It is not surprising thus, that the oldest polo ground in the world is the Imphal Polo Ground.
The game expanded to other parts of the country after this, most notably to Kolkata and parts of erstwhile East Bengal. Subsequently the British took the game to their own country and in 1872, Captain Francis Herbert established the first Polo Club in England at Clytha Park, near Abergavenny.
Amongst other British people who reached out to Manipur to encourage the game was Lord Curzon, the then Viceroy of India who witnessed a match at the historic Imphal Polo ground in 1901. The game also finds a place in Curzon’s memoirs (The Viceroy’s Notebook).
Over the years, Polo has widely been acknowledged as a global sport, with more than 80 countries worldwide where the sport is currently played in. In fact it was also an Olympic sport from 1900 to 1936.
Teams consisting of 7 members each are a part of this game. Each player rides a pony of 4 to 5 feet in height. The field is rectangular in shape with dimensions of 210 yards in length and 100 yards in width. There is no goal post and the player has to hit the ball with the stick. The stick is made of cane having a narrow angled wooden head fixed at the lower end. The ball (the kangdrum) which is white in color is 14 inches in circumference and is made of bamboo root. Another important aspect which is widely believed is that the Meiteis Pony played an important role. It has a unique quality and without it, the game cannot be played.
Each player takes a specific position on the field which is as followed:
PUN- Ngakchun (Full Back)
PUN- Ngakchun (Half Back)
PULLUK (Left Wing)
PULLUK (Right Wing)
PUN JEN (Inne)
All the players wear a white dhoti which is tucked in above their knees and a head guard or a big white turban which is held by khadangchet that is a chin strap which protects their calvae. Usually, no footwear is worn and the ankles are covered khunningkhang which is a piece of leather cloth. Leg guards (khongyom) are worn below the knee.
(A). The GROUND is 300 yards long, 160 yards wide if boarded, 200 yards wide if unboarded. The goal posts are 8 yards apart.
(B). DURATION OF THE PLAY. The full game is 8 chukkas, but often in club matches 4 or 6 chukkas are played. Each chukka is timed to last 7 mins, then a bell is rung, but the game goes on until the ball goes out of play, or for another 30 secs when the bell is rung again, the chukka ends where the ball is. The clock is stopped between the umpire's whistle to stop the play and the whistle to start play (eg.ball out of play, foul etc.). There are intervals of 3 mins between chukkas and 5 mins at half time. Ends are changed at every goal scored - this has been found fairest when there is a wind.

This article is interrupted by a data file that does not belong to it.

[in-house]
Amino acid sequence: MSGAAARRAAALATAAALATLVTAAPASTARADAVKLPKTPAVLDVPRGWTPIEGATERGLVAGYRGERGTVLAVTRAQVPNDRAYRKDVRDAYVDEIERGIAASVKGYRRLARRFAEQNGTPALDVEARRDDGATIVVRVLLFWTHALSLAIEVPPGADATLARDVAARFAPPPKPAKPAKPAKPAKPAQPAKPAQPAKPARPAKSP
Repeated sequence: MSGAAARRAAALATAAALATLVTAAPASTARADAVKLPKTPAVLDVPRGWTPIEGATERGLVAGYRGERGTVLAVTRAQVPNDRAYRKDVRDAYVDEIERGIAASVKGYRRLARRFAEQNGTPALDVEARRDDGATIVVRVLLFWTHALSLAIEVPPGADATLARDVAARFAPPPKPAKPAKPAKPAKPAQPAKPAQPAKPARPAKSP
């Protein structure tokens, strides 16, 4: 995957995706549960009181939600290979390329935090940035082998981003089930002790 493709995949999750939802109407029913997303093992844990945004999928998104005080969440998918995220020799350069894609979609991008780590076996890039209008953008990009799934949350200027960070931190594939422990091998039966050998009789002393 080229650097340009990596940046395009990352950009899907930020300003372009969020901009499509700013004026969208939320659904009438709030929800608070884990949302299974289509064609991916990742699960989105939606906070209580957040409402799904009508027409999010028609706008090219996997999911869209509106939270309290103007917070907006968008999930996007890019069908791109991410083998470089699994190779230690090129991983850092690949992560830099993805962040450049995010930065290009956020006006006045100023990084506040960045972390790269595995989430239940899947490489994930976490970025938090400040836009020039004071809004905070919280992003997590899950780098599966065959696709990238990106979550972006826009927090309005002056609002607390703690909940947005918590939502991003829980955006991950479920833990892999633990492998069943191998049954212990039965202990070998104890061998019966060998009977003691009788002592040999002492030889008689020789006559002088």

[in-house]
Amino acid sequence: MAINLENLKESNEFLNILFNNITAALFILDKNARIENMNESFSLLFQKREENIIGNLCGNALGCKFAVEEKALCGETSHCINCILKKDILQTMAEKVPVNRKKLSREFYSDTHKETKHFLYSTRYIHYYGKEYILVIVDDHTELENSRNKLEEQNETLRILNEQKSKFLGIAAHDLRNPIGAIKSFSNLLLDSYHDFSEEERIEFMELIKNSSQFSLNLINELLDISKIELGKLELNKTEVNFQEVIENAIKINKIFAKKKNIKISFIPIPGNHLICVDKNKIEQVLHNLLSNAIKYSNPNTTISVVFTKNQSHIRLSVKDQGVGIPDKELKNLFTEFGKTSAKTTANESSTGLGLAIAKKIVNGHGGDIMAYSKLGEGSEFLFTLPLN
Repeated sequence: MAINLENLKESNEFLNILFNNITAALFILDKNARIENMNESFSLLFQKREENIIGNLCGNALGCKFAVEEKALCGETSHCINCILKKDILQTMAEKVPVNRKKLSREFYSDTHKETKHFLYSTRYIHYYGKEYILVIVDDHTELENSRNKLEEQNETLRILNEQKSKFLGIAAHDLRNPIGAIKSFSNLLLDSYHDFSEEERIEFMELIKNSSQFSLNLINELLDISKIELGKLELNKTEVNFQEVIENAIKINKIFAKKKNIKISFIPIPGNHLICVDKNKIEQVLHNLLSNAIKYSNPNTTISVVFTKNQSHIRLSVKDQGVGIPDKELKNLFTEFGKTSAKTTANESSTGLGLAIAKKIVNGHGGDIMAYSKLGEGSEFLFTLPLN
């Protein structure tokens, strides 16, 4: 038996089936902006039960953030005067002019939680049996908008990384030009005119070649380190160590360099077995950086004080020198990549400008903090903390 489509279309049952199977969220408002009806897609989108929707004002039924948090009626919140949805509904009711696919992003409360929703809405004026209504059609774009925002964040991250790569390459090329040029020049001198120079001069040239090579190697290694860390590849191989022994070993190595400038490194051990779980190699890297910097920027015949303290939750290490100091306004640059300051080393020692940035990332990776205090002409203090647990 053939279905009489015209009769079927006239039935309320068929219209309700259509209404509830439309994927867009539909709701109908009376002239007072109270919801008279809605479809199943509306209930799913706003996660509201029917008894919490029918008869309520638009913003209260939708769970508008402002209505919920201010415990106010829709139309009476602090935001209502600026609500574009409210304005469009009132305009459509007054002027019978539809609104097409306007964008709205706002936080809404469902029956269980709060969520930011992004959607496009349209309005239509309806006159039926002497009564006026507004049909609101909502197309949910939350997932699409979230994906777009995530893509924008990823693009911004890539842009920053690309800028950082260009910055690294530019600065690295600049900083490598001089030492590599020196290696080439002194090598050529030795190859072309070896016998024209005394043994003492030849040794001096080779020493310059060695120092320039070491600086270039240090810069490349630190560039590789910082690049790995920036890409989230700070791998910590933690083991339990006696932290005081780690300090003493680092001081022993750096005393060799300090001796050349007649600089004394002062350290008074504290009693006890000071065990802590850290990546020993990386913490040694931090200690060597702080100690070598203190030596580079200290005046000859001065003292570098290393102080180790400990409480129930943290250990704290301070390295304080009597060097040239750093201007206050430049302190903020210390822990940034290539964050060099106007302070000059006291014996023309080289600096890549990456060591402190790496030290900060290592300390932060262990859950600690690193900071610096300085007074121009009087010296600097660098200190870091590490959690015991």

(C). HANDICAPS. Each player is handicapped (on a 4-6 chukka basis) from -2 up to 10 goals (the top professional players). The aggregate handicap of the FOUR PLAYERS in a team is the team handicap. In handicap tournaments the number of goals start is obtained by multiplying the difference between the two teams' handicaps by the number of chukkas and dividing by 6, any fraction counting a half a goal.
(D). PONIES can play two chukkas in an afternoon with a rest of at least one chukka in between. There is no limit to the height of ponies.
(E). FOULS - (i). player following the ball on its exact line has the Right of Way over all other players. Any other player who crosses the player on the right of way close enough to be dangerous commits a foul. Penalties vary according to the degree of danger and closeness of the cross. (ii). No player may hook an opponent's stick unless he is on the same side of the opponent's pony as the ball. (iii). Dangerous play or rough handling is not allowed - a player may ride an opponent off, but must not charge in at an angle.
(F). PENALTIES. The following penalties may be given. (i). A goal is given if the cross is dangerous or deliberate in the vicinity of the goal. The ball is then thrown in 10 yds in front of the goal without ends being changed. (ii). Free hit from 30 yds opposite the centre of the goal - defenders to be behind the back line and outside the goal posts but must not ride through when the ball is hit. (iii). Free hit from 40 yds, same conditions as (ii). (iv). Free hit from 60 yds. Defenders to be 30 yds from ball. (v). Free hit from the centre of the ground, none of the defending side to be nearer than 30 yds when the ball is hit. (vi).Free hit from spot where the foul took place, no defender to be nearer than 30 yds.
Corners are not taken as in Association Football - instead, a free hit is given 60 yds from the goal from a spot opposite where the ball was hit behind the line, none of the defending side to be nearer than 30 yds.
This is a seasonal game and is played in the month of Mera that is September to October and it ends in the month of Ingen which depicts the months of June and July.
Sources of information